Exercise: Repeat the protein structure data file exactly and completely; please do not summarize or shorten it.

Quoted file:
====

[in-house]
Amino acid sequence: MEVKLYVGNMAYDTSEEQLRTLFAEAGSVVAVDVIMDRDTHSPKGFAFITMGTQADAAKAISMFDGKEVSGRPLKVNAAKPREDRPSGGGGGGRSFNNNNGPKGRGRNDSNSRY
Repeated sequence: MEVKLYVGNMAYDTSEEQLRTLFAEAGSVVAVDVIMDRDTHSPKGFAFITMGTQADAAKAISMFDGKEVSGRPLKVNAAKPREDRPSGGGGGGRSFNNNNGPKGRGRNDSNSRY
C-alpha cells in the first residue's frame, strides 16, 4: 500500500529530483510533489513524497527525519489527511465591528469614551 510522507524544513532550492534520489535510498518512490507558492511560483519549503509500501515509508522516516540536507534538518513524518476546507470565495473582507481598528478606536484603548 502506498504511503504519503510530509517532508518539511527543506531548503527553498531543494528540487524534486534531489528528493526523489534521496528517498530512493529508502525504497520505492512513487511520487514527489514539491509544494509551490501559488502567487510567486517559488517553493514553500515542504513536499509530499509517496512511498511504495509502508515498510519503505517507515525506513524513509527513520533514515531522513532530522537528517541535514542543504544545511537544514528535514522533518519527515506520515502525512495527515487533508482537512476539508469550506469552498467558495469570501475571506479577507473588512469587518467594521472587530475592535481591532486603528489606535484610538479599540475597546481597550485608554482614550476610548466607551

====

[in-house]
Amino acid sequence: MEVKLYVGNMAYDTSEEQLRTLFAEAGSVVAVDVIMDRDTHSPKGFAFITMGTQADAAKAISMFDGKEVSGRPLKVNAAKPREDRPSGGGGGGRSFNNNNGPKGRGRNDSNSRY
Repeated sequence: MEVKLYVGNMAYDTSEEQLRTLFAEAGSVVAVDVIMDRDTHSPKGFAFITMGTQADAAKAISMFDGKEVSGRPLKVNAAKPREDRPSGGGGGGRSFNNNNGPKGRGRNDSNSRY
C-alpha cells in the first residue's frame, strides 16, 4: 500500500529530483510533489513524497527525519489527511465591528469614551 510522507524544513532550492534520489535510498518512490507558492511560483519549503509500501515509508522516516540536507534538518513524518476546507470565495473582507481598528478606536484603548 502506498504511503504519503510530509517532508518539511527543506531548503527553498531543494528540487524534486534531489528528493526523489534521496528517498530512493529508502525504497520505492512513487511520487514527489514539491509544494509551490501559488502567487510567486517559488517553493514553500515542504513536499509530499509517496512511498511504495509502508515498510519503505517507515525506513524513509527513520533514515531522513532530522537528517541535514542543504544545511537544514528535514522533518519527515506520515502525512495527515487533508482537512476539508469550506469552498467558495469570501475571506479577507473588512469587518467594521472587530475592535481591532486603528489606535484610538479599540475597546481597550485608554482614550476610548466607551